• A list of growth drivers and possible clients and customers.
    • Industry and company pricing plans.
    • Analysis of projected expenditures and depreciation.
    • Any perceived risk in foreign markets such as inflation, political strife, and exchange rates.
  • The general ledger.
  • Analyst reports.
  • Breakdown of sales and gross profits by geography, channel, and product type
  • Planned projection vs. actual sales chart.
  • Capital structure.
    • Current shares outstanding.
    • A list of all stockholders with options, warrants, and notes.
  • A list of non-operational expenses. Many companies put operating expenses in this category to pad their earnings.
  • Public filings. If the company is publicly traded, it must file a Form 10-K annual report, Form 10-Q quarterly report, and other issues on the Form 8-K. You can get these from the Securities and Exchange Commission (SEC) website.

 

Revenue Streams

  • Recurring revenue stream. This is a key value driver from the company. It shows loyal customers and how much they bring to the business.
  • Backlog. Creating a monthly backlog of the past year shows true revenue. It also shows decreasing or increasing revenue trends.
  • Pricing philosophy. This lets you know how the company prices its goods or services.
  • Estimating philosophy. If the company has a special order, it should have an estimate department. Analyzing this provides you with a detailed list of profit or loss.

 

Other Issues to Consider

  • How is the company organized?: A company’s organization structure is key for liquidity and return on an investment. Potential incorporations include an LLC, LP, C-Corp, and S-Corp.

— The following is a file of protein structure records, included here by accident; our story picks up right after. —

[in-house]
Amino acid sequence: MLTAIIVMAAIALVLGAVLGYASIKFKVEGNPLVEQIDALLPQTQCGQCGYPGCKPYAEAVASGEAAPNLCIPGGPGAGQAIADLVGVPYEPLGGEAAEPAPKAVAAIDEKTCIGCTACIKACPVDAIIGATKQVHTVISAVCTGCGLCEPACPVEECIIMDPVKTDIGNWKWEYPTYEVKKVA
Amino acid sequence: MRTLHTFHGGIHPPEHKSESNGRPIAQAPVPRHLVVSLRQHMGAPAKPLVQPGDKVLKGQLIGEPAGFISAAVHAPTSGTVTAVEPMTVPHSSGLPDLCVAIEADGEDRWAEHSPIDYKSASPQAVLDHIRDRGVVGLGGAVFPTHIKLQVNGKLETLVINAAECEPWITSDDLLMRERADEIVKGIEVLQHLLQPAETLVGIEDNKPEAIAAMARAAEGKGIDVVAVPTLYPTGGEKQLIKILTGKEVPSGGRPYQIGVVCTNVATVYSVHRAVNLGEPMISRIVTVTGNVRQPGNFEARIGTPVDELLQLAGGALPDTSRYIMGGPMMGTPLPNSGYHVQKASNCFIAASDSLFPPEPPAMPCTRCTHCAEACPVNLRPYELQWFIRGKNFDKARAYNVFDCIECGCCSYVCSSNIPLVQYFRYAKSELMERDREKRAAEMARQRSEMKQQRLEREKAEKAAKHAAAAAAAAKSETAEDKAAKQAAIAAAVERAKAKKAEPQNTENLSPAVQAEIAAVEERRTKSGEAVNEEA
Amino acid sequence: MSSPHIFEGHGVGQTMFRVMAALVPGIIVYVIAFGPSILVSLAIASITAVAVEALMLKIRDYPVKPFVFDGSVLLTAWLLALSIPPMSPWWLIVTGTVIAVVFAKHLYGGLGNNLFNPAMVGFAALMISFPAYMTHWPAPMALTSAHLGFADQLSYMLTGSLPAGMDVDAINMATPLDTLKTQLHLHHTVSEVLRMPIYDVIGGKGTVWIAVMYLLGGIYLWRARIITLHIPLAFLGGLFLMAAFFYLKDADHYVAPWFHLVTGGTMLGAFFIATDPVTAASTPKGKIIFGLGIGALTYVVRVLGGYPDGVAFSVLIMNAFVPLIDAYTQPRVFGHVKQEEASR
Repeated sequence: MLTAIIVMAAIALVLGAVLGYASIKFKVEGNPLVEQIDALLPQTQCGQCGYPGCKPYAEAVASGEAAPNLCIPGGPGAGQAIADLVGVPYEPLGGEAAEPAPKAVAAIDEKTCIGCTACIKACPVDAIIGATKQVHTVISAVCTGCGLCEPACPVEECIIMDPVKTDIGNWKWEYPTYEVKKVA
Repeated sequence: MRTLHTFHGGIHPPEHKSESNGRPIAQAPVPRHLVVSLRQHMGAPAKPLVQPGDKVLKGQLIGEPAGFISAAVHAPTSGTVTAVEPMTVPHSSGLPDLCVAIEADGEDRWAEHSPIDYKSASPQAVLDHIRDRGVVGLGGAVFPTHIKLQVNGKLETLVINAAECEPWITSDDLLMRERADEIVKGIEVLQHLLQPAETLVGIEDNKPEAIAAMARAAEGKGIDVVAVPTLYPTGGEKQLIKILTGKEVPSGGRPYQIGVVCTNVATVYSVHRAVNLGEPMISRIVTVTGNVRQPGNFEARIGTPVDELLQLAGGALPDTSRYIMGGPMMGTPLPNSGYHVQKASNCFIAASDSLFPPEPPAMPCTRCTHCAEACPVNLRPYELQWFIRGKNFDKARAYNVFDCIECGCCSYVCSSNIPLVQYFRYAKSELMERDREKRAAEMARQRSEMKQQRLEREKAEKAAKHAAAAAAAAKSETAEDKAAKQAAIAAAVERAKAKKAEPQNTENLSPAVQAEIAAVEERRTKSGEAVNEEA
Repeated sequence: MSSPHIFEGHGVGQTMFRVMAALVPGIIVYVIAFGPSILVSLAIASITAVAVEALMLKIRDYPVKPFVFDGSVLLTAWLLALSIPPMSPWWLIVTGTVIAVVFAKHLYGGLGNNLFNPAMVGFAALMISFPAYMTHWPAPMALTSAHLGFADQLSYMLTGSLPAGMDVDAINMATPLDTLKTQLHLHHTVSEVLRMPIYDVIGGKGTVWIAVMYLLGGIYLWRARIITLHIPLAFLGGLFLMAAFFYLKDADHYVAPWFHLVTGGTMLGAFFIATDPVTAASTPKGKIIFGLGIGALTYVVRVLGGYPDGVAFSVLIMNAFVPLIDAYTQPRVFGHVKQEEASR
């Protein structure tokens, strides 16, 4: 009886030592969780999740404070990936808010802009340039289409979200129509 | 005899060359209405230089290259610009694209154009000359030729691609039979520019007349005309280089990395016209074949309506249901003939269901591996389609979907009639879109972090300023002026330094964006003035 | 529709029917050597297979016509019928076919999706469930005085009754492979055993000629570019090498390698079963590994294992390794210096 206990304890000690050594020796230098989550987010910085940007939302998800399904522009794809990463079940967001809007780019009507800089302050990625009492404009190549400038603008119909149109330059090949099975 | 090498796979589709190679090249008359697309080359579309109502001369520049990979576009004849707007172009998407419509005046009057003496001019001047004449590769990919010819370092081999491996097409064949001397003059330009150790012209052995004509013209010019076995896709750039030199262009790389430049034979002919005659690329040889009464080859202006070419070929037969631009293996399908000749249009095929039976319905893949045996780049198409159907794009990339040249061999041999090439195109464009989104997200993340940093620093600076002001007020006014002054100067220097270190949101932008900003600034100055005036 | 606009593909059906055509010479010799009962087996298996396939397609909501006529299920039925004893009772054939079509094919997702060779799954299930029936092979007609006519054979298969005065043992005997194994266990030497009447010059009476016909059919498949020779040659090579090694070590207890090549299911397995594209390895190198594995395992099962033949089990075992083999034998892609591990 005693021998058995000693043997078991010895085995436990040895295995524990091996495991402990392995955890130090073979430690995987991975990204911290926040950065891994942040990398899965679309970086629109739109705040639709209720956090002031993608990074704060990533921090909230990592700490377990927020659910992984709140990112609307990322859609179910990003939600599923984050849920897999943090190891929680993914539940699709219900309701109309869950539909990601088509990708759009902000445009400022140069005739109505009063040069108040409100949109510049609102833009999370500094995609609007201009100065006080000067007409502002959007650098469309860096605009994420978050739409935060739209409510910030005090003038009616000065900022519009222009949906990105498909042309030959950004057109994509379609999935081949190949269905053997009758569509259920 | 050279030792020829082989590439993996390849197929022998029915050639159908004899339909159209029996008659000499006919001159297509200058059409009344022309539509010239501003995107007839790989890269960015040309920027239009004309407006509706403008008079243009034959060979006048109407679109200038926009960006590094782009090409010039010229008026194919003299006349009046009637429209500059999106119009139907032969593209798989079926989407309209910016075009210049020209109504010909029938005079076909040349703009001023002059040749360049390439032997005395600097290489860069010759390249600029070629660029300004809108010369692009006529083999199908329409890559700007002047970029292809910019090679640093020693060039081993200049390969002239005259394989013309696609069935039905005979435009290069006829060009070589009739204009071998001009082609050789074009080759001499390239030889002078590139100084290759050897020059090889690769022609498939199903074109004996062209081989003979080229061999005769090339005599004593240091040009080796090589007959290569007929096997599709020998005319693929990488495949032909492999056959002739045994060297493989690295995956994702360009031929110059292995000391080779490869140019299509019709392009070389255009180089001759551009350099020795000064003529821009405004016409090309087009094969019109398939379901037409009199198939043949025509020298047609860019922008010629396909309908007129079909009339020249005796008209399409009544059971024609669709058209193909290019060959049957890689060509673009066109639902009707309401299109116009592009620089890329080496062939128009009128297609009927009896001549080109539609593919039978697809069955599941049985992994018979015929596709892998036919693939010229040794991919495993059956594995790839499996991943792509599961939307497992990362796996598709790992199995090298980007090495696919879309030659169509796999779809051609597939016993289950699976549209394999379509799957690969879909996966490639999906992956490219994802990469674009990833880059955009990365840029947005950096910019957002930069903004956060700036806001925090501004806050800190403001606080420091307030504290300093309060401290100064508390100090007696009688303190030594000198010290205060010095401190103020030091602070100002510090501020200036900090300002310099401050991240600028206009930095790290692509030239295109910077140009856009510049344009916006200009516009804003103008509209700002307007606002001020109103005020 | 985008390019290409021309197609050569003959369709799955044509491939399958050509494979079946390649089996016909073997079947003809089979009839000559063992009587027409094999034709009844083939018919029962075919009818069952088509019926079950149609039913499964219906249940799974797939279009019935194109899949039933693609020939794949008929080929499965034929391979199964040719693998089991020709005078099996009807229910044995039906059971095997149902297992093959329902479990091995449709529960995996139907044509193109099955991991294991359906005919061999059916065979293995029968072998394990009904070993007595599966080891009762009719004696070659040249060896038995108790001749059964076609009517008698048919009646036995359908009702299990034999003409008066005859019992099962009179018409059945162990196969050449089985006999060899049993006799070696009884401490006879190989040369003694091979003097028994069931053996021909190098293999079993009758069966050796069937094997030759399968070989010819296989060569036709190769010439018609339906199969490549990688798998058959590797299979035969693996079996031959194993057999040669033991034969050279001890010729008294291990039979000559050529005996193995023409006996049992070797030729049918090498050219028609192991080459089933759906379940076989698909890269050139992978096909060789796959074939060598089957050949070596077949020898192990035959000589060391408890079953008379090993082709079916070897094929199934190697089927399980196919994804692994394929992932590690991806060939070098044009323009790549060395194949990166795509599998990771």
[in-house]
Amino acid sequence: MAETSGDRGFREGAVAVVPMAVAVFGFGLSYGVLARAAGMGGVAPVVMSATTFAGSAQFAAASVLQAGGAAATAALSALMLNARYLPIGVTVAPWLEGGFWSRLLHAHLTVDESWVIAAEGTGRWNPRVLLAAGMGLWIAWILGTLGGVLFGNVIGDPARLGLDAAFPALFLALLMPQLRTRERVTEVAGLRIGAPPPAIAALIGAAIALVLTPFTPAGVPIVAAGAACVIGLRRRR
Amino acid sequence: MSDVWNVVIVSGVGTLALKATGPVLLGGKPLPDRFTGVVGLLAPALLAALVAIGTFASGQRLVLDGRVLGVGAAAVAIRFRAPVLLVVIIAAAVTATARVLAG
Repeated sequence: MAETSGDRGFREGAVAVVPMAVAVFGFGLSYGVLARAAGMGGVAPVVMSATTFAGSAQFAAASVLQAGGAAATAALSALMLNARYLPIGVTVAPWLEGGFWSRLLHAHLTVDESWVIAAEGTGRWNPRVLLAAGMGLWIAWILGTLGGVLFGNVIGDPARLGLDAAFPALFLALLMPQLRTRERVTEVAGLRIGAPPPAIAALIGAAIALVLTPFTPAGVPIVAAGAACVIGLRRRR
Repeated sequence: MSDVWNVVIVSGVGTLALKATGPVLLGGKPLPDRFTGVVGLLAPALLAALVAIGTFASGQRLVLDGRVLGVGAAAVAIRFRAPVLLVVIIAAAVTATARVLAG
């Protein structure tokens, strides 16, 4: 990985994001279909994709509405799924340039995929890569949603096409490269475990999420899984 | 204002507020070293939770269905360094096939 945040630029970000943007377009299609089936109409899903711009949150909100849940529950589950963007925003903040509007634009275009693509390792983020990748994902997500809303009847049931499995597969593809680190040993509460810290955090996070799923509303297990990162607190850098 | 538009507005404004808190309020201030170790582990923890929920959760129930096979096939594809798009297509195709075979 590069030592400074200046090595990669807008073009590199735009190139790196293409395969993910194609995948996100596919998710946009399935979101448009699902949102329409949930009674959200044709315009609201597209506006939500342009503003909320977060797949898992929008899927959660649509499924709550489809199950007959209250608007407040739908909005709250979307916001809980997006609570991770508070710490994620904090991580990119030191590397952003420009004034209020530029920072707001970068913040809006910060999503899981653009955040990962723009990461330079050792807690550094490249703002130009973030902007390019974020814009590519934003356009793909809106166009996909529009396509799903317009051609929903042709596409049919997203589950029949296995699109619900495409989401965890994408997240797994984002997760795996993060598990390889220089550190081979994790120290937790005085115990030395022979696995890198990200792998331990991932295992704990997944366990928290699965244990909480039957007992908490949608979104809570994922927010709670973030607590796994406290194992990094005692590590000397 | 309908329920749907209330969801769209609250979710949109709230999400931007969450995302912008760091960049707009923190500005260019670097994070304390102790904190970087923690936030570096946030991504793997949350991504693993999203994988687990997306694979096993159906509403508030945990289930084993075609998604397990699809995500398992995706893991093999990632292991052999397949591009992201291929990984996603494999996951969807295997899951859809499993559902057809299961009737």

• Does the corporate structure foster growth?
  • Who is on the board of directors?: You need a board of directors whose goals are in line with your own.
  • Does the company do its financial auditing in-house or outsource it?
  • Are revenues realistic?
  • What is the current and potential market size?
  • Interview all employees.
  • Conduct an independent competitive analysis.
  • Consult a tech firm.
  • Conduct independent market analysis.
  • Review all financial documents.
  • Interview board members, consultants, and advisers.

 

Please Note:  The above list is relatively comprehensive.  Many items will not be relevant to your transaction.  This is simply a guide to help you create your own due diligence checklist.

DueDilio connects business buyers and investors with quality on-demand due diligence experts.  Our wide network of experts can assist with technical, legal, finance, operations, sales, marketing, and other types of business due diligence.  Whether you need a one-time consult or a due diligence deep-dive, DueDilio has you covered.